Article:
Now in its seventh year, Photo London is an internationally acclaimed photography festival taking place at Somerset House, London. For four days, up-and-coming photographers join some of the biggest names in the industry for a series of exhibitions, talks and workshops.
This year, 106 photographers from 18 different countries are exhibiting at Photo London with works spanning all genres of photography. From intimate portraits to abstract landscapes and even a series of self-portraits dating back to the 1850s, the solo and exhibitions promise to deliver powerful and thought-provoking imagery.
See also: Photo London 2022: what you need to know
The Discovery section features emerging photographic artists exploring contemporary topics such as climate change, our relationship to our bodies, and gender representation, to name a few. There is also a special section called Photography breaking Boundaries which includes sculptural works by Miriam Naeh, represented by PLEASE QUEUE HERE, Paul Chapoellier represented by Seagar Galert and Adam Jeppesen represented by Black Box Projects.
While every exhibit at Photo London is worth visiting, we’ve compiled a list of 10 photographers we think are truly unmissable. There is always there are tickets left for next week’s event which can be purchased directly from the Photo London website where you can also find detailed information about the public programme.
Based in Paris and founded in 2018 by Florian Azzopardi, Afikaris is a young contemporary art gallery showcasing emerging African artists whose work is influenced by the homeland. Gabonese portrait photographer Marc Posso is one of four African artists whose work will be on display at the event. He is joined by Ghanaian photographer Nana Yaw Oduro, self-taught visual artist Saidou Dicko who creates and art photographer Asiko. In addition to supporting emerging talent, Afikaris also supports unknown artists living on the continent so that old and new talent can learn from each other.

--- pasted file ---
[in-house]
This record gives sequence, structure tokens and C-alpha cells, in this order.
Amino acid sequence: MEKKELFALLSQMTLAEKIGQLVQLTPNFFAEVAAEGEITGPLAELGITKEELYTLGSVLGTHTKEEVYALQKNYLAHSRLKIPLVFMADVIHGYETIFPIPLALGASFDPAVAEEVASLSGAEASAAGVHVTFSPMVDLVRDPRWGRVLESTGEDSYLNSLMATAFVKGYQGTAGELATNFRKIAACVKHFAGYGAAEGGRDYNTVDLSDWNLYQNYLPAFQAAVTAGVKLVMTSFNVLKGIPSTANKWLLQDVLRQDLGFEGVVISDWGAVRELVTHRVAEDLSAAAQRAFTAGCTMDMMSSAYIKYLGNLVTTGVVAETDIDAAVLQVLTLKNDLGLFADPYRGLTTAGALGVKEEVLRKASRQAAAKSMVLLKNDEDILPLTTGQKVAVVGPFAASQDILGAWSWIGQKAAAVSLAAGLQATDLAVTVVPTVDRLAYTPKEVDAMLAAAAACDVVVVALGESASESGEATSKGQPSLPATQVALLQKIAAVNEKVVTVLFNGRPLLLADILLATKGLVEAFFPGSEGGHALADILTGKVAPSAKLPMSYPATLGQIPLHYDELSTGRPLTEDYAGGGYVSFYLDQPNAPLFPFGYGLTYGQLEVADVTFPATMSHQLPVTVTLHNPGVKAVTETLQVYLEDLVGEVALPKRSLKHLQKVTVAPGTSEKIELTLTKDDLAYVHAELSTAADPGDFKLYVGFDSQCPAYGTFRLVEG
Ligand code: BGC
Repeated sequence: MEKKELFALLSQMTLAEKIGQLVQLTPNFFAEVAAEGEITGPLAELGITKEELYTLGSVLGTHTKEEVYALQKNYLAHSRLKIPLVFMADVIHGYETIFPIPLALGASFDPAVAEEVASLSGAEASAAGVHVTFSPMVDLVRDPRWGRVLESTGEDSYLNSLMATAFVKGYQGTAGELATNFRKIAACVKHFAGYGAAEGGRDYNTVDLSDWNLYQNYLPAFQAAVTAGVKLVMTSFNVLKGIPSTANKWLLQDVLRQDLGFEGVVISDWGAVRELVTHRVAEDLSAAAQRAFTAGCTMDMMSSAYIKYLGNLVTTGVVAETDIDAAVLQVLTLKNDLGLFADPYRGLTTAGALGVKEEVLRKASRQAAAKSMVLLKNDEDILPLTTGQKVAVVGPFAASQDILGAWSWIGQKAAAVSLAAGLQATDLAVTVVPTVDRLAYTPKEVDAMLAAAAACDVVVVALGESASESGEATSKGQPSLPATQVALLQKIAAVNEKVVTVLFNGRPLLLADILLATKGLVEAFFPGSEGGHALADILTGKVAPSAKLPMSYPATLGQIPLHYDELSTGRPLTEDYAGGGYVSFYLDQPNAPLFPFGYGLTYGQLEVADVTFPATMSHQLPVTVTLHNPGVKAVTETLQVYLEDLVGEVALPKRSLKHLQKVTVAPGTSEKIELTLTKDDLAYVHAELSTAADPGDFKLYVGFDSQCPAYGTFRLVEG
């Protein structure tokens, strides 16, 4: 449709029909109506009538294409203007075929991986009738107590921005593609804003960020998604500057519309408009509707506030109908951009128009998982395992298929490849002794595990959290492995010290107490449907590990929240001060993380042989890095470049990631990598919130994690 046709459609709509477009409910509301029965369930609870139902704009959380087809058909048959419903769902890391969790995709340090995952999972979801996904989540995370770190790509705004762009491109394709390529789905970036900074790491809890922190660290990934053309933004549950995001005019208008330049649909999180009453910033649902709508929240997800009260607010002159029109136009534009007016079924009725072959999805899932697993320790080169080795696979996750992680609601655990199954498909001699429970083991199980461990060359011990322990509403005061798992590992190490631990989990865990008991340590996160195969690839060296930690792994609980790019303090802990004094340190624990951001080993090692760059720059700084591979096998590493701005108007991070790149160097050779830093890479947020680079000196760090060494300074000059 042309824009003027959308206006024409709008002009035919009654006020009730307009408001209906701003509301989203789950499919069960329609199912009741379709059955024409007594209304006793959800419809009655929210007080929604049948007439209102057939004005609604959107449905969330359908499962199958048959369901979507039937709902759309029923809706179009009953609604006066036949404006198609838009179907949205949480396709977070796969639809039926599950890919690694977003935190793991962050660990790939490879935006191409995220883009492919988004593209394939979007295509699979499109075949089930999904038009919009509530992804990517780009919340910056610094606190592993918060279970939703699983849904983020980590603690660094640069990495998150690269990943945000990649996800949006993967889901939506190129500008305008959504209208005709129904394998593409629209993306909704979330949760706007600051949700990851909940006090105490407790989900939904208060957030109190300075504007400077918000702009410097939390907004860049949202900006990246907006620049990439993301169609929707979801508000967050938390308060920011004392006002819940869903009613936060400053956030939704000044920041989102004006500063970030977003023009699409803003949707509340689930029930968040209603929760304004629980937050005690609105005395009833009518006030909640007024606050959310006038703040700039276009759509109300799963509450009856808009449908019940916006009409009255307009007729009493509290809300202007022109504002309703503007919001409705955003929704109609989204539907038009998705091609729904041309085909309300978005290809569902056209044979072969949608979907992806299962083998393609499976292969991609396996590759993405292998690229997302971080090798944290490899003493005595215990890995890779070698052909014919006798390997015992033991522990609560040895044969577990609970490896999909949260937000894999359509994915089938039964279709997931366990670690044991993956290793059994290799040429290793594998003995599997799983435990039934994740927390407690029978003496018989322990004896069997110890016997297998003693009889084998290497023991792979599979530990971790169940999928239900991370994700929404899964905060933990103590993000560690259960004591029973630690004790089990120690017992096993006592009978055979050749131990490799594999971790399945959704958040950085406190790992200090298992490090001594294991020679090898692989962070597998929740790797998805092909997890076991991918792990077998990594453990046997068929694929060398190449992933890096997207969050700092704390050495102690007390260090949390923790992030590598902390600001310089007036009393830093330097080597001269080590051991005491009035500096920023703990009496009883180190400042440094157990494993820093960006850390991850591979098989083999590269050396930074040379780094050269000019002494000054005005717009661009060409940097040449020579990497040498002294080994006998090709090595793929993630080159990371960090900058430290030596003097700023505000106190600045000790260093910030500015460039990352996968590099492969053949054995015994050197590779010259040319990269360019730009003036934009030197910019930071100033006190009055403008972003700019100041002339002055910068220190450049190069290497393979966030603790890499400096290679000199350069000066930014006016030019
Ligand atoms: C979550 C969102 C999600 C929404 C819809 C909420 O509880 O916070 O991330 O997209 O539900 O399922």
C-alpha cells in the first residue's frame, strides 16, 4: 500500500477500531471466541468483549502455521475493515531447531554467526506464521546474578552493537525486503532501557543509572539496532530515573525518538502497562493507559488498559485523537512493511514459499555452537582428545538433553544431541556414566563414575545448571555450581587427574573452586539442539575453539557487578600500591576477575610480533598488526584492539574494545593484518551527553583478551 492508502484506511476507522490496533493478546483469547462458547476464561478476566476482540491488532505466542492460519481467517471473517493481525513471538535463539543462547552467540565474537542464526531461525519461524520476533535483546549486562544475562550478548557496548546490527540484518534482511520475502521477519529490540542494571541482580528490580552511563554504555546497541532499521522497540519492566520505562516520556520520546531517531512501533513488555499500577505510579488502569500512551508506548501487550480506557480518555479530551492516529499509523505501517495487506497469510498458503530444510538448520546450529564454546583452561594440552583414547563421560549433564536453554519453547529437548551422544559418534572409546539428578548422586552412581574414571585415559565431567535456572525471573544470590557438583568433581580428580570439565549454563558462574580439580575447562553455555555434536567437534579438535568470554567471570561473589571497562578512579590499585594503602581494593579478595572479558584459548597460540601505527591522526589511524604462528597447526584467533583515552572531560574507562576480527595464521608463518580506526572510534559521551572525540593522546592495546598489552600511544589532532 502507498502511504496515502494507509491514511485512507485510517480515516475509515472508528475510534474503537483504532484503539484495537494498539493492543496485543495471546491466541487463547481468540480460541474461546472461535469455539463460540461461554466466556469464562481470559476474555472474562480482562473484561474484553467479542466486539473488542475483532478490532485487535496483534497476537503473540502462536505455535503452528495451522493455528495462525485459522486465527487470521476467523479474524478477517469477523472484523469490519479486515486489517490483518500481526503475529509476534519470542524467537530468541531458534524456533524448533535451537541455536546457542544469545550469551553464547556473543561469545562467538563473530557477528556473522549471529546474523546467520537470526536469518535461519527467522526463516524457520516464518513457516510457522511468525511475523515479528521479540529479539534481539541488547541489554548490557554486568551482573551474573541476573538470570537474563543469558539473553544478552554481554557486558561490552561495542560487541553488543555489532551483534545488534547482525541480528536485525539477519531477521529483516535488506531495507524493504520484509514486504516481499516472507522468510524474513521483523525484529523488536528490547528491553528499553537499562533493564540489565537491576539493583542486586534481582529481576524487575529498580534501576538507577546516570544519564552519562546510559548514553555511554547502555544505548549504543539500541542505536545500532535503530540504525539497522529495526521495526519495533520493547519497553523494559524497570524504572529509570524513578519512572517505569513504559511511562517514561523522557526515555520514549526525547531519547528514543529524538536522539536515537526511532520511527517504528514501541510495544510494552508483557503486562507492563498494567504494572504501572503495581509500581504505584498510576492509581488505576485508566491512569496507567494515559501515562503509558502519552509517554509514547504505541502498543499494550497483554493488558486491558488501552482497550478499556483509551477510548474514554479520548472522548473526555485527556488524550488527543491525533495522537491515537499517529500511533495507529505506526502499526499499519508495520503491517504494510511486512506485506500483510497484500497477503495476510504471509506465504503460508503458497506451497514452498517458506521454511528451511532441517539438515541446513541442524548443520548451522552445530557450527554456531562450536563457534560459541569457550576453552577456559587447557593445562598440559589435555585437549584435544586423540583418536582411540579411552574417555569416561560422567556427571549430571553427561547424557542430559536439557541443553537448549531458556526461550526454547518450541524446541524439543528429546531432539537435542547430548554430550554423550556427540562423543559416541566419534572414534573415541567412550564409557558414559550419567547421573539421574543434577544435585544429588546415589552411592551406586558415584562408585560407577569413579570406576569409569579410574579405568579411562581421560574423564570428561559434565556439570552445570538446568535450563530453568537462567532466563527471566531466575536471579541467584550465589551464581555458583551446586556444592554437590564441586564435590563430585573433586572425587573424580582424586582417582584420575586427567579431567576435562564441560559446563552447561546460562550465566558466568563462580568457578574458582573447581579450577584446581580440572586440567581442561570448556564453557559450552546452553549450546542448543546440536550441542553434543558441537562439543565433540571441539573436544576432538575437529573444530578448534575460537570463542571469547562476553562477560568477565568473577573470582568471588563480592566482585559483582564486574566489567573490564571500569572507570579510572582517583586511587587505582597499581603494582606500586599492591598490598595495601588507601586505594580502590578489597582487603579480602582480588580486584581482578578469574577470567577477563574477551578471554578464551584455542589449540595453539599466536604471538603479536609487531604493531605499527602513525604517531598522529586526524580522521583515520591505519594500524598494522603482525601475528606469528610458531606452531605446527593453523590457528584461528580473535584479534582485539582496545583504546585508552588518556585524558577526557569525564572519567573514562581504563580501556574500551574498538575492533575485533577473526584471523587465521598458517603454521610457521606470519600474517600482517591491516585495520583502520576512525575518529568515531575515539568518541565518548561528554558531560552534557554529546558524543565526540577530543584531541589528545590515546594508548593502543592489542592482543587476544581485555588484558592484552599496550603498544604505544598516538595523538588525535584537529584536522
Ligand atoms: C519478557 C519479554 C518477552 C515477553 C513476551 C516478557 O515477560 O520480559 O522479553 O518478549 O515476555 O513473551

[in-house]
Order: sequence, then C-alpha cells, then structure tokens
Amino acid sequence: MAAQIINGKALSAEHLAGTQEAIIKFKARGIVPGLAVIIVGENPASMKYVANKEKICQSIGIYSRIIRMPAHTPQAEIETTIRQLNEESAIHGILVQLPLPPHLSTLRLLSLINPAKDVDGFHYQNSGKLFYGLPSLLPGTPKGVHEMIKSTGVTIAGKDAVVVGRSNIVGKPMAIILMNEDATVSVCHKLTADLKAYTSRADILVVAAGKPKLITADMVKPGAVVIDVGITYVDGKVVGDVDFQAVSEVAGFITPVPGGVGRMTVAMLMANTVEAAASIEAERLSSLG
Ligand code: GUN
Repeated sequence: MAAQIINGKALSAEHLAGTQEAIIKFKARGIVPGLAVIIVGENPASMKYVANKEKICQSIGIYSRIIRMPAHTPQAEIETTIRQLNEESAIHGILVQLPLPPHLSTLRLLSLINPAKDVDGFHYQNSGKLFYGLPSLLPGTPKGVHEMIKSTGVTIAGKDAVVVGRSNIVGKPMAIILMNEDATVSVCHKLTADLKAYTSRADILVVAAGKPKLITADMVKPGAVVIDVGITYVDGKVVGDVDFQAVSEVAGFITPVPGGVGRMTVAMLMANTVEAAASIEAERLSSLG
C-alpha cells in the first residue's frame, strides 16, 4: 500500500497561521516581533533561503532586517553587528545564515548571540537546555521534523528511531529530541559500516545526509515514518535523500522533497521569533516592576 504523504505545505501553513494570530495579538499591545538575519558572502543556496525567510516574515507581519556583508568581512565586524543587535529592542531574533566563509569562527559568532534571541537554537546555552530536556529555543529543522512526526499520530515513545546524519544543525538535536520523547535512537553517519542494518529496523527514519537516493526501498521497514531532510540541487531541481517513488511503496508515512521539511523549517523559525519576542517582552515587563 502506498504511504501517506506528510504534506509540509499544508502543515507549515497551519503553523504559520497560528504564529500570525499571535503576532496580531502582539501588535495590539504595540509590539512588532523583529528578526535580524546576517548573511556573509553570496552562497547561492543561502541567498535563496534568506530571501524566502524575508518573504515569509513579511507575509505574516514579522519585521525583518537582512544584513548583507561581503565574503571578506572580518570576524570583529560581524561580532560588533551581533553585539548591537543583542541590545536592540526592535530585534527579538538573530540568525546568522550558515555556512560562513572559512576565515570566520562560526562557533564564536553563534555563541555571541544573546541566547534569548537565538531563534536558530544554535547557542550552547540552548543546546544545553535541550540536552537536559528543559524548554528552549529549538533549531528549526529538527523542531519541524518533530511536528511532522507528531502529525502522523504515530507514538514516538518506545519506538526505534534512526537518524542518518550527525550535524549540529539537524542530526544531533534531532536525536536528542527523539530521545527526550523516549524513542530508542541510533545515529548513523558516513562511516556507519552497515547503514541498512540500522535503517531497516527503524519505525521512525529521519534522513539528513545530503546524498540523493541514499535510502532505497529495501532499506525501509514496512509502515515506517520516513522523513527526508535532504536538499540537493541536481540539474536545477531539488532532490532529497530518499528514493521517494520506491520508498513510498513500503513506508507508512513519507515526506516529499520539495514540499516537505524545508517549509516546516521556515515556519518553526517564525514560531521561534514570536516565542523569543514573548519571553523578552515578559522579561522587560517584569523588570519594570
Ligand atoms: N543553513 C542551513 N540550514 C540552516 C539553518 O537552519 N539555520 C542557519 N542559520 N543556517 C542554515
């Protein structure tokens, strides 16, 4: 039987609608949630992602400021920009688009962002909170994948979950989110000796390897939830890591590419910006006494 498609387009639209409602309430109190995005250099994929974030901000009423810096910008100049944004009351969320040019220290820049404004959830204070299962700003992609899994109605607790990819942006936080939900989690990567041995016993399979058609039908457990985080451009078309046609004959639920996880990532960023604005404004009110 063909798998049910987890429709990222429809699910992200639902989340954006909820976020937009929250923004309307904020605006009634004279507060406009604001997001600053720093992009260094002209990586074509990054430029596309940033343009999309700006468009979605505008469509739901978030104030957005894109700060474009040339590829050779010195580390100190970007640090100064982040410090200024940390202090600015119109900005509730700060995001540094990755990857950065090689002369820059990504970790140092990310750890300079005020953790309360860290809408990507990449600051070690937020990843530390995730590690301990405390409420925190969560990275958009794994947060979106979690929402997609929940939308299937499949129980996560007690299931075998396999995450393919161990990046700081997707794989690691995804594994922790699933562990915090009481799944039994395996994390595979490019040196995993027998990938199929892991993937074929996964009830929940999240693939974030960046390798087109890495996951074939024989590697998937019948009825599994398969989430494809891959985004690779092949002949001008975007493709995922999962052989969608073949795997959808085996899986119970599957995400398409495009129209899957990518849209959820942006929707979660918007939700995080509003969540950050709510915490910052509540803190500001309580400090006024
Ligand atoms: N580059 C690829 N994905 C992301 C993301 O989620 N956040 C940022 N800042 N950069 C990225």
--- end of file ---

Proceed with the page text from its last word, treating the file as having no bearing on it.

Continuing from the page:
Polish photographer Mia Dudek is a multidisciplinary artist who explores the relationship between the body and the architectural fabric while delving into themes of displacement and inhabiting intimacy. His striking images focus on the eroticism of the brutalist form drawn from three separate series of photographs: Reside, Skin studies and fruiting bodies. Dudek’s work is evocative, suggestive and a bit erotic. Not one to miss if you like the more abstract side of nude art.
Presenting on behalf of Open Doors, Max Miechowski is a long-time British photographer who examines the interrelationships between cultures and communities, the individual and the landscape. Land Loss is Miechowki’s latest body of work which focuses on the mesmerizing beauty of the UK’s east coast, which is the fastest eroding coast in Europe. During multiple trips to the region, Miechowki documented an ever-changing landscape that will one day disappear into the sea.
Winner of the Budapest International Photo Award, Daniel Holfeld will exhibit The space between – a series of minimalist photos that evoke a sense of calm and poetic lyricism. Playing with color and geometry, Holfeld’s vibrant images reveal little about where they are taken and instead draw the viewer in with their sense of mystery. Born in Ireland to German parents, Holfeld studied for a BA (Hons) in Photography and has previously had work exhibited in New York, London and Paris.